Rocky shore and cliff habitats

Unlike the previous two habitats, rocky coasts are the result of erosion, not accretion processes. These are heavily influenced by geology, which in the south-east can range from chalk (Seven Sisters, Dover, Thanet) to clay and glacial till (Warden Point, Fairlight). Cliffs tend to be actively receding, although this isn’t always the case. As cliffs erode, they form a variety of landforms such as caves, blowholes, gorges, arches, and stacks.

As cliffs recede, they generate debris that feeds the beach at the base of the cliff, or beaches downdrift of the cliff falls. Many cliffs are bordered by rocky shore platforms, that are formed either by waves (wave-cut platforms) or coincide with the more resistant bedrock. These can either be flat or sloping, and are often inundated at high tide. This creates pools of water, trapping sediments and allowing algae and other vegetation to colonise the shoreline. The pools are also home to crustaceans, fish, and other animals such as barnacles, edible crabs, limpets, chitens, scorpion fish, dog whelks, squat lobster, keelworms, piddocks, and limpets.

Conservation and management of coastal habitats

The Kent and Sussex coastlines support an abundance of wildlife habitats and physical features, some of which are nationally rare. Over time coastal habitats and features change, so effective conservation involves providing sufficient space to allow them to move and evolve in response to the action of the sea. Much of the coastline is also responding to rising sea levels and climate change. On some low-lying coasts this causes substantial losses of intertidal habitats because of coastal squeeze. This is the process by which saltmarshes, mudflats, and beaches are eroded as they become trapped between rising sea-levels and fixed seawalls. These losses also affect the management and cost of flood defences, many of which rely on these habitats as natural defences to reduce wave energy.  This means that the coast needs to be managed in a way that sustains both the nature conservation interest and the economic and social needs of human communities.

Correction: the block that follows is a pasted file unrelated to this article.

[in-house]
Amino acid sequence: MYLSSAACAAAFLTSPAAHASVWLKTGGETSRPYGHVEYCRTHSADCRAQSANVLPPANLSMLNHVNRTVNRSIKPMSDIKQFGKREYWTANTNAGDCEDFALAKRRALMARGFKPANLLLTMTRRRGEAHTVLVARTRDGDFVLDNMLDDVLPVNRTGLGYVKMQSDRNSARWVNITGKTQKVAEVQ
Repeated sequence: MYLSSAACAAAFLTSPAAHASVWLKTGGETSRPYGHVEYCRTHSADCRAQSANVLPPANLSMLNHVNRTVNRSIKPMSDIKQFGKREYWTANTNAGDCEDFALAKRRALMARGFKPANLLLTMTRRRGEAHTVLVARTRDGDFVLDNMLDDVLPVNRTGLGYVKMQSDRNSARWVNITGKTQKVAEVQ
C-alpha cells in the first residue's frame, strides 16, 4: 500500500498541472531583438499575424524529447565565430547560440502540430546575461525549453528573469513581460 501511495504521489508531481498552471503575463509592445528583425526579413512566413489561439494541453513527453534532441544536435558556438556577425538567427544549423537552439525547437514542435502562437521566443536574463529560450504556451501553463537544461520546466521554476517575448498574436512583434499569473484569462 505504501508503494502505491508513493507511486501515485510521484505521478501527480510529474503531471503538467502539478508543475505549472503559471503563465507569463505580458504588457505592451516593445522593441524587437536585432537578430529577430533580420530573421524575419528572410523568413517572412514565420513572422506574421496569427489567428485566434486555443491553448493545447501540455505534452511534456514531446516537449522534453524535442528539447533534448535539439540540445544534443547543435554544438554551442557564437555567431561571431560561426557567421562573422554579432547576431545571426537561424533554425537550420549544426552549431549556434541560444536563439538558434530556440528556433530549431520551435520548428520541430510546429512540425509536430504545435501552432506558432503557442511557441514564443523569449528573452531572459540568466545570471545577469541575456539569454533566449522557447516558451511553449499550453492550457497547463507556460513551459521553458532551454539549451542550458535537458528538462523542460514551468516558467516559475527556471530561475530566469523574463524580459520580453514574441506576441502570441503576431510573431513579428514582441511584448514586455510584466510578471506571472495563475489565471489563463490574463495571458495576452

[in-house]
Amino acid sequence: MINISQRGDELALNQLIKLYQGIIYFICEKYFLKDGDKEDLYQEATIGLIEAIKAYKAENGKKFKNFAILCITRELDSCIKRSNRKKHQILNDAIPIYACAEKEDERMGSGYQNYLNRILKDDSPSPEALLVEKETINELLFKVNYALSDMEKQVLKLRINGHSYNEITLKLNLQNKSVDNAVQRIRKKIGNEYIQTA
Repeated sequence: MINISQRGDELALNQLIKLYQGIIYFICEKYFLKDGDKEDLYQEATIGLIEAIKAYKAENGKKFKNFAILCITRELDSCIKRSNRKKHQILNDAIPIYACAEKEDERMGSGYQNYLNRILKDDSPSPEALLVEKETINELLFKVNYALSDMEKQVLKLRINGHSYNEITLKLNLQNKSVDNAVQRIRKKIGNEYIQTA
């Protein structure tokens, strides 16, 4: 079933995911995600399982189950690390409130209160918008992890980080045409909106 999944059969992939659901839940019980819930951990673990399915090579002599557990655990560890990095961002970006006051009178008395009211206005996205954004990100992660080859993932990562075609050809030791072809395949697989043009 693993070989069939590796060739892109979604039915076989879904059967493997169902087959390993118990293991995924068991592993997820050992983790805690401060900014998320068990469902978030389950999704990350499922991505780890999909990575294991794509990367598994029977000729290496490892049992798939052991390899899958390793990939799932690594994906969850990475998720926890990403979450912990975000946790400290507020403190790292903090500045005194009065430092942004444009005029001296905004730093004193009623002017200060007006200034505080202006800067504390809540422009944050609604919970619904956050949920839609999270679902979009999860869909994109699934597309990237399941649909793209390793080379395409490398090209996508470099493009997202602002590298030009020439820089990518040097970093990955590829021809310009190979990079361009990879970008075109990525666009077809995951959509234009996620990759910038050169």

There are a number of ways in which this is achieved. Firstly, the four shoreline management plans covering the South East Coastal Group coastline address key shoreline management issues, whilst taking into account designated habitats. The designated habitats are classified by Natural England, and include Sites of Special Scientific Interest (SSSIs), Special Protection Areas (SPAs), Special Areas of Conservation (SACs), Ramsar sites, National Nature Reserves (NNRs), and Marine Conservation Zones (MCZs). In addition the Habitats Regulations, which implement the European Habitats Directive in the UK, provide effective protection to coastal sites within the Natura 2000 series.

The conservation of terrestrial and freshwater features that are presently protected by sea defences is a related issue. In the face of rising sea levels, defending such sites may be unsustainable, expensive and make the problems of coastal squeeze worse for intertidal habitats in front of seawalls. In these cases the best conservation option may be achieved by managed realignment and re-creating freshwater habitats in sustainable locations elsewhere.

Further reading

  • Bird, E. (2000), Coastal Geomorphology – An Introduction. John Wiley & Sons Limited, Chichester.
  • Mitsch, W.J., Gosselink, J.G. (2000), Wetlands (3rd Edition). John Wiley & Sons Limited, Chichester.
  • Thomas, S. G., Goudie, A. (2000), The Dictionary of Physical Geography (3rd Edition). Blackwell Publishing, Oxford.
  • Waugh, D. (2000), Geography – An Integrated Approach (3rd Edition). Nelson, Walton-on-Thames.
  • Woodroffe, C.D. (2002), Coasts – Form, Process and Evolution. Cambridge University Press, Cambridge.